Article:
On April 14, 2009 a friend and I flew in a twelve-seater airplane around Mt. Everest, the world’s tallest mountain at 29,029 feet; a daunting experience being in the presence of one of nature’s most intimidating, unfriendly, hostile behemoths. The frigid colossus lacked man’s interference that day.
Director Baltasar Kormakur’s magnificent, prescient “Everest” focuses on the catastrophic events of May, 10-11, 1996; Rob Hall’s (strong, empathetic performance by Jason Clarke) “Adventurism” expedition; at 65 thousand dollars a person, captivated the well-trained, well-heeled, well-seasoned climbers; 7 men and one woman (Japanese, 47-year-old Yasuko Namba) whose egos plummet their psyches to go where few have tread. Another competing group led by jaded Scott Fisher (marvelous method actor, Jake Gyllenhaal), intrepid, the two men eventually join forces.
At the base camp, adjusting to an oxygen-diminished environment the group discusses the “why’s” of their possibly unattainable quest, flirting with an unpredictable, untimely demise; varied and vague reasons, sluggishly revealed, but Beck Weathers (formidable Josh Brolin) a pathologist from Texas, enigmatically problematic, mercurial, dogmatic, visually-impaired is the most defined personality of the excursion.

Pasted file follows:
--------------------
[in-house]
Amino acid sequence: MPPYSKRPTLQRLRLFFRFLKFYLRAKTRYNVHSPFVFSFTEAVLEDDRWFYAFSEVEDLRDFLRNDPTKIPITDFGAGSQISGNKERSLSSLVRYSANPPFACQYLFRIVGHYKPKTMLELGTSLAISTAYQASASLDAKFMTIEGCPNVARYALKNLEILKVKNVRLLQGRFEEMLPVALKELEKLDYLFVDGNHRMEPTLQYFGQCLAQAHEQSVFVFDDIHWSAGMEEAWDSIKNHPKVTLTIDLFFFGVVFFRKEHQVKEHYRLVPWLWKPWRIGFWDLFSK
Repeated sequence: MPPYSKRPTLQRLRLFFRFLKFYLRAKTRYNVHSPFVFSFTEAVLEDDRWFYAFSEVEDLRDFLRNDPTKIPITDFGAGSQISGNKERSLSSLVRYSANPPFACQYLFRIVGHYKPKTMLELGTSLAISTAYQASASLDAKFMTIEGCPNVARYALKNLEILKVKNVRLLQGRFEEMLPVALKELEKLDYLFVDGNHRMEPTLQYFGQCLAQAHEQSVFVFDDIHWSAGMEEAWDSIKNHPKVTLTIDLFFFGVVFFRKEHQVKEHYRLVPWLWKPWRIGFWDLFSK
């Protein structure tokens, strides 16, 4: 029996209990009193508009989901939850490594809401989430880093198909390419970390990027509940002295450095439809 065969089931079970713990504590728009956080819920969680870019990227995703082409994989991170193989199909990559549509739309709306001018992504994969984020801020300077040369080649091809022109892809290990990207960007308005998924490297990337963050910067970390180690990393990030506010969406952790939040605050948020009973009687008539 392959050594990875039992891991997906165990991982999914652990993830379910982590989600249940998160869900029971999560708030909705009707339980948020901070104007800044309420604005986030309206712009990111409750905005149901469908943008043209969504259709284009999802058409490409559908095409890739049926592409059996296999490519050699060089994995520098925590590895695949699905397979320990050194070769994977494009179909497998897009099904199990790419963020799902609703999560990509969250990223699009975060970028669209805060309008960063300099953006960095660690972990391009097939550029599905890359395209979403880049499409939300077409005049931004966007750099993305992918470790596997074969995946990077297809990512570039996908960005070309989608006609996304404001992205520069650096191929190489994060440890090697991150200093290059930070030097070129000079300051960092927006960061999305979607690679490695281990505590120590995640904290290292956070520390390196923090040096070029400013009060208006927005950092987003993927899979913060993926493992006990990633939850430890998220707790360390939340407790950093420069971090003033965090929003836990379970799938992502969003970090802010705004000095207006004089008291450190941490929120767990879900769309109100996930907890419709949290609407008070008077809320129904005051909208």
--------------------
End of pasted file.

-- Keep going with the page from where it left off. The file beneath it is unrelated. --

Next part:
Michael Kelly depicts writer and climber Jon Krakauer (“Into Thin Air”) whose narrative informs much of the scenario; Krakauer is also featured in “Meru”, an inspirational documentary, with a more positive outcome.
Stunning, beautifully filmed in three-dimension, the landscape transcends the interlopers; “Everest”, first championed by Sir Edmund Hillary in 1953, perpetually holds its compelling, addictive allure for those who eventually, humbly, must wisely recognize that “the mountain always wins.”